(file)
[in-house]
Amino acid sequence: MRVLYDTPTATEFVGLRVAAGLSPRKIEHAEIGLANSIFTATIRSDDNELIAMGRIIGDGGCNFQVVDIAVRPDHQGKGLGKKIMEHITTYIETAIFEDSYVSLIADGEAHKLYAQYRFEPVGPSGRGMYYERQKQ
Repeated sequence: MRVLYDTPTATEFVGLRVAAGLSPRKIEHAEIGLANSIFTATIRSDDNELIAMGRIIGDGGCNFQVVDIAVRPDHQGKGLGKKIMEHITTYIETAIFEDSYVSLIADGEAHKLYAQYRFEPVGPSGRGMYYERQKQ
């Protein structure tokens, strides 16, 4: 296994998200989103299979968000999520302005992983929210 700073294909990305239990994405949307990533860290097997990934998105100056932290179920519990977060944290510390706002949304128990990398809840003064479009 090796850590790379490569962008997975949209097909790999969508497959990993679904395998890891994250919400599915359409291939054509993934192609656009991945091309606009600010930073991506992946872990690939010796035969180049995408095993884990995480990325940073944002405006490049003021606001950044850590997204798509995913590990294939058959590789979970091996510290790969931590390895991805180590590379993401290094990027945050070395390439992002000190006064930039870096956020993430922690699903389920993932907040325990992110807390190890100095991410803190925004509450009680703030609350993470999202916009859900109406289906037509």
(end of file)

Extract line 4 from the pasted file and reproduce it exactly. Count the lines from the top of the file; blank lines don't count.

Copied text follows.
């Protein structure tokens, strides 16, 4: 296994998200989103299979968000999520302005992983929210 700073294909990305239990994405949307990533860290097997990934998105100056932290179920519990977060944290510390706002949304128990990398809840003064479009 090796850590790379490569962008997975949209097909790999969508497959990993679904395998890891994250919400599915359409291939054509993934192609656009991945091309606009600010930073991506992946872990690939010796035969180049995408095993884990995480990325940073944002405006490049003021606001950044850590997204798509995913590990294939058959590789979970091996510290790969931590390895991805180590590379993401290094990027945050070395390439992002000190006064930039870096956020993430922690699903389920993932907040325990992110807390190890100095991410803190925004509450009680703030609350993470999202916009859900109406289906037509």